The biggest problem I’m having at the moment is that the system isn’t hibernating properly. Because StreetDeck has that cool feature of automatically syncing music when you shutdown your PC, it needs to override the default behavior of shutdown from the OS. So, it gets involved in the shutdown logic. I think this may be the source of my problem. I think this is what’s happening: My OPUS power supply tells the mother board to shutdown, the OS notifies applications of this event, and StreetDeck, says, no thanks, I’ll take care of this myself. StreetDeck then notices that there are no shutdown tasks to perform, it also notices that I’ve got StreetDeck set up to hibernate, and then it tries to hibernate the system. Then, somehow, instead of hibernating my PC reboots. All is not lost, becuase I have the OPUS configured to automatically cut power at 30 seconds right now, so it does turn off and doesn’t drain my battery dead. However, this does mean I have to wait for a whole XP boot cycle, and I have to wait while StreetDeck starts up before I can listen to anything… It’d be nice if I could ensure that StreetDeck just wasn’t involved in the shutdown process at all. Maybe there will be some sort of option for that in the future.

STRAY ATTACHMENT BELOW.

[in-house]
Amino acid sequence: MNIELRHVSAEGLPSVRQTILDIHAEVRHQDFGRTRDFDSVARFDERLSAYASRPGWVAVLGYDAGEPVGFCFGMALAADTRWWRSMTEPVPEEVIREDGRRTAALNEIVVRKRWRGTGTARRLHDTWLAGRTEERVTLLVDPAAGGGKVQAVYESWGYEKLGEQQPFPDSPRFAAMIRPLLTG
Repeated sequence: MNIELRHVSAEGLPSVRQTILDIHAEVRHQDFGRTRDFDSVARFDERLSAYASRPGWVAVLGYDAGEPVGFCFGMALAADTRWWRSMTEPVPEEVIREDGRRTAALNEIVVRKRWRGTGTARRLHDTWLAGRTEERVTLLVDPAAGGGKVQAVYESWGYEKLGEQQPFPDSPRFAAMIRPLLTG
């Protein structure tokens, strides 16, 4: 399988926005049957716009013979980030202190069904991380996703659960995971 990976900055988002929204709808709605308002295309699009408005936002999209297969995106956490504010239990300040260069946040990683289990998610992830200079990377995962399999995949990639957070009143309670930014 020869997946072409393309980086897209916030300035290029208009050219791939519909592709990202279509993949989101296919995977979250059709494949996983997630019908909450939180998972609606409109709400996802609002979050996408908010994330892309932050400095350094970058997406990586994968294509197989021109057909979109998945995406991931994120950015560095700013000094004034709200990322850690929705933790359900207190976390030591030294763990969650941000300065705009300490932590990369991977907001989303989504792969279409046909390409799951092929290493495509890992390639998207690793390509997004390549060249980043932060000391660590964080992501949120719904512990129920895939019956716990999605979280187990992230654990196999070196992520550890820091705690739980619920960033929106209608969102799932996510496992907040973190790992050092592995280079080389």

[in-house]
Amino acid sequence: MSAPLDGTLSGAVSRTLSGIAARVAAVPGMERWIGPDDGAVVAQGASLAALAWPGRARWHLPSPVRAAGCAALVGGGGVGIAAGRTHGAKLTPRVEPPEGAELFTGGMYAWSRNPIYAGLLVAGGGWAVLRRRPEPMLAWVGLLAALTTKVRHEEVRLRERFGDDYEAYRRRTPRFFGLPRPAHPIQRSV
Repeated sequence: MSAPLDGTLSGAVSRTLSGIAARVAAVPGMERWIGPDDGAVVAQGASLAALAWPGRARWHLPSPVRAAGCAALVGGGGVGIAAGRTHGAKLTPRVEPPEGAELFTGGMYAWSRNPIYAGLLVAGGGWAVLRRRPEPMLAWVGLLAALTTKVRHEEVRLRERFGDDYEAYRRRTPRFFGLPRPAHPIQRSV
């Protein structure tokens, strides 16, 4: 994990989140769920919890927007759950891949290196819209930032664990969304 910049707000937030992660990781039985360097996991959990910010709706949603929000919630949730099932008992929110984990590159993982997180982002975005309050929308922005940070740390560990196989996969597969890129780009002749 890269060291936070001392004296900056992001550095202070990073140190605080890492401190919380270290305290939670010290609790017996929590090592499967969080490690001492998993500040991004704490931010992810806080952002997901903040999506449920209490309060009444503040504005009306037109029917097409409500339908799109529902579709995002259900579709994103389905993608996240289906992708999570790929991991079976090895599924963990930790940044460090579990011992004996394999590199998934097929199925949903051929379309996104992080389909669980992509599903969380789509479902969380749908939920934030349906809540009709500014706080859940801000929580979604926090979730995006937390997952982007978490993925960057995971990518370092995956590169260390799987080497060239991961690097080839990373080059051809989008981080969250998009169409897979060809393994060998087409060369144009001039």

I don’t have the hardware to check out some of the other cool features:
- FM Radio
- DVD playback
- ODBII integration
Although, because they’ve done such a good job with the application, I’ll be investing in a few more goodies for my car so I can check out the whole experience.
All-in-all, StreetDeck is the nicest in car software running on XP that I’ve seen so far. I’ve looked at a lot, and I like StreetDeck the most.
Now I just need to finish my speech recognition software to control the songs/artists/albums by voice via StreetDeck. “Play the album that has Rich Girl on it” as well as the more obvious “Play [artist] The Black Eyed Peas,” “Play [track] Hotel California,” or “Play [genre] Jazz”.